Using Waveguides and Cavity Resonators for the Microwave Band of Frequency Applications
Waveguides are used to guide electromagnetic power, whereas cavity resonators confine the power.
The modes of wave propagation in the waveguide can be classified into two types: transverse electric mode or transverse magnetic mode.
Cavity resonators are source-free, and in the ideal case, are examples of a lossless system. However, the losses in the dielectric medium filled inside the cavity and the losses caused by the boundary walls damp out electromagnetic oscillations and make the cavity resonator non-ideal.
Waveguides and cavity resonators play an essential role in microwave applications
In microwave engineering applications, engineers have to learn to work with electromagnetic energy. In certain cases, the electromagnetic energy needs to be guided from one location to another, and there are even applications where the energy is confined in a space.
In these scenarios, engineers use waveguides to guide electromagnetic power and cavity resonators to confine the power. In waveguides and cavity resonators, the desired functionality can be achieved by setting material boundaries.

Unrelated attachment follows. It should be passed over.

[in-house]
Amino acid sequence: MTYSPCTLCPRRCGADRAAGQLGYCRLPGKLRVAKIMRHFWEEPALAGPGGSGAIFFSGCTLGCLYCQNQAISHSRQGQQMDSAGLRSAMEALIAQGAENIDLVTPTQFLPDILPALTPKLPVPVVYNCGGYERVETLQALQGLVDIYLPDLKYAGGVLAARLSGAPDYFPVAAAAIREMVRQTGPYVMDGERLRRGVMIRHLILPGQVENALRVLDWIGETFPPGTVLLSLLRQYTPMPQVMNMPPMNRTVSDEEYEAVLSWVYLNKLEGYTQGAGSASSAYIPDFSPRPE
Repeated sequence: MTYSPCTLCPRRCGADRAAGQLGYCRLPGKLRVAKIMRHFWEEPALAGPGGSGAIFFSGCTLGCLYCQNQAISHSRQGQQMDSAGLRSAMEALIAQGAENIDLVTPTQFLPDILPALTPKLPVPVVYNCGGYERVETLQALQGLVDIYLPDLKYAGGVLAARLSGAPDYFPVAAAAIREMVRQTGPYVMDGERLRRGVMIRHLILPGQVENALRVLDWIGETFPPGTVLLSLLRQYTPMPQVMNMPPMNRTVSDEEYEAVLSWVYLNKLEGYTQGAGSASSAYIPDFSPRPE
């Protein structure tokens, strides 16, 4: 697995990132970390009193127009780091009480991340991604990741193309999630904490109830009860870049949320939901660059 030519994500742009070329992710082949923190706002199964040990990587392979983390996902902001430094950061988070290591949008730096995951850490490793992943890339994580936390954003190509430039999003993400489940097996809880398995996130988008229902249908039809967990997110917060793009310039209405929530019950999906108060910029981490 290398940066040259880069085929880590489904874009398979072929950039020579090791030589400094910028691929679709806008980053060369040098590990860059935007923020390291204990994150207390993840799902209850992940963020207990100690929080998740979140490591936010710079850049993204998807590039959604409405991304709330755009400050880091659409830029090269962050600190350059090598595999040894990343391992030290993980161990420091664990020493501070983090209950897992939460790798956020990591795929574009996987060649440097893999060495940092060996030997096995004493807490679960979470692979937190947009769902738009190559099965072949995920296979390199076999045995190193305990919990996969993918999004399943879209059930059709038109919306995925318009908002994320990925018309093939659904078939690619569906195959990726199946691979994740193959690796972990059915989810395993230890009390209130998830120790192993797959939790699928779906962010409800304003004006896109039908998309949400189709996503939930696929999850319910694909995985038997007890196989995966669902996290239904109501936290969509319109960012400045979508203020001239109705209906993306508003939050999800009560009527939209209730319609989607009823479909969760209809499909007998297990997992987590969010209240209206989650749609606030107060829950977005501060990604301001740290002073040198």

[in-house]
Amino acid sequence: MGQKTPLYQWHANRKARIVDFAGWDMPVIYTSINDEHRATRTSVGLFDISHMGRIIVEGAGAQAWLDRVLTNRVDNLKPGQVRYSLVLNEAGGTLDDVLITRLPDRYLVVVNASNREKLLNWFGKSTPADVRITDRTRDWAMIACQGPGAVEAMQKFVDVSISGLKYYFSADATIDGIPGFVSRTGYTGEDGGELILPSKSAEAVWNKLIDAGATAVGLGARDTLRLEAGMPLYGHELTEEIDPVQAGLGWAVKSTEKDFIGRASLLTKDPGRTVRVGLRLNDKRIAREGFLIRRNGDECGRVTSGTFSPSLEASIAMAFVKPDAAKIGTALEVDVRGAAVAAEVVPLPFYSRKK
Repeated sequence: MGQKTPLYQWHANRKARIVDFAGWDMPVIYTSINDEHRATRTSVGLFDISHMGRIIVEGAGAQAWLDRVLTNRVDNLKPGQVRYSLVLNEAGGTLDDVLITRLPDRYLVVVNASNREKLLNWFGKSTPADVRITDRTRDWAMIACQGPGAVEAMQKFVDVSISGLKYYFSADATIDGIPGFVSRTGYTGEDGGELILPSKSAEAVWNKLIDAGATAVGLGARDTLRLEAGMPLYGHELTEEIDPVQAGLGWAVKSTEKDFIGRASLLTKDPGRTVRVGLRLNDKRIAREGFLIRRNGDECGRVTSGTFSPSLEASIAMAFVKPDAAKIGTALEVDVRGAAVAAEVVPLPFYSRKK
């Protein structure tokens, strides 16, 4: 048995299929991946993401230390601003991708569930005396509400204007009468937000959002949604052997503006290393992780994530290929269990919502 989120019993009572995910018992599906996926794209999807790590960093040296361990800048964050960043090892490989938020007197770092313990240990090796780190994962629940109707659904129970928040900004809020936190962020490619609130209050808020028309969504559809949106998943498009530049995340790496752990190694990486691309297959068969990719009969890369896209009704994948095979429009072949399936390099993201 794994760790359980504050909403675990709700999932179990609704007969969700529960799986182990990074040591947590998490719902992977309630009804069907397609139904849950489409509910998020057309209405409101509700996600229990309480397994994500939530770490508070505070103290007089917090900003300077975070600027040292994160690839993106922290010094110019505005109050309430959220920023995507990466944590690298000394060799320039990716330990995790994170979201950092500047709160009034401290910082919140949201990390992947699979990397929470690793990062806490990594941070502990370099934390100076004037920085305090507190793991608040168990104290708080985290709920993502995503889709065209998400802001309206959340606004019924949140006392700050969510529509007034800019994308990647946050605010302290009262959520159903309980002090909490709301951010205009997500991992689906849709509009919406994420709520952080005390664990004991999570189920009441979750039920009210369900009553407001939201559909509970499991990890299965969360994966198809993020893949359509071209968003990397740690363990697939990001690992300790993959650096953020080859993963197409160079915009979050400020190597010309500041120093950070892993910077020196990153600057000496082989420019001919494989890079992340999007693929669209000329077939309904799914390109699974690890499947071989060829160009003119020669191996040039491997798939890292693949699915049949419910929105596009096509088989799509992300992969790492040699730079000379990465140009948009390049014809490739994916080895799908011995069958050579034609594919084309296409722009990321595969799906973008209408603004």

Waveguides and Cavity Resonators
Waveguides and cavity resonators play an essential role in microwave applications—they are used in microwave devices as well as for physical measurements. Waveguides and cavity resonators are theoretically based on Maxwell’s equations of the electromagnetic field.
Electromagnetic energy poses a problem: when transmitted through free space, it scatters. Waveguides are a proven solution to this issue, as they have definite boundaries made of material structures that connect two locations in a circuit. Waveguides are made using wire, co-axial cables, parallel plates, or optical fibers to carry electromagnetic power from one point to another.
A two-wire transmission line is the simplest waveguide system. As a waveguide, they can be formulated using distributed circuit elements such as capacitance and inductance. However, there are contrary theories to this, where a waveguide is viewed as a single conductor transmission line. In the single conductor concept, the waveguide is analyzed using electromagnetic field theory, and the two-wire transmission analysis is taken from the circuit point of view.
Rectangular waveguides are the preferred waveguide shape. In a rectangular waveguide, the electric and magnetic fields in the x and y directions are expressed in terms of the electric and magnetic components in z directions, denoted by Ez and Hz. With the two independent wave equations for Ez and Hz, the modes of wave propagation in the waveguide can be classified into two types:
1) Transverse electric mode (TE mode): (Ez=0 and Hz≠0). In this mode, the electric field is entirely transverse and an axial component of the magnetic field exists.
2) Transverse magnetic mode (TM mode): (Hz=0 and Ez≠0). In this mode, the magnetic field is in a plane perpendicular to the direction of wave propagation. The component of the electric field is in the direction of wave propagation in TM mode.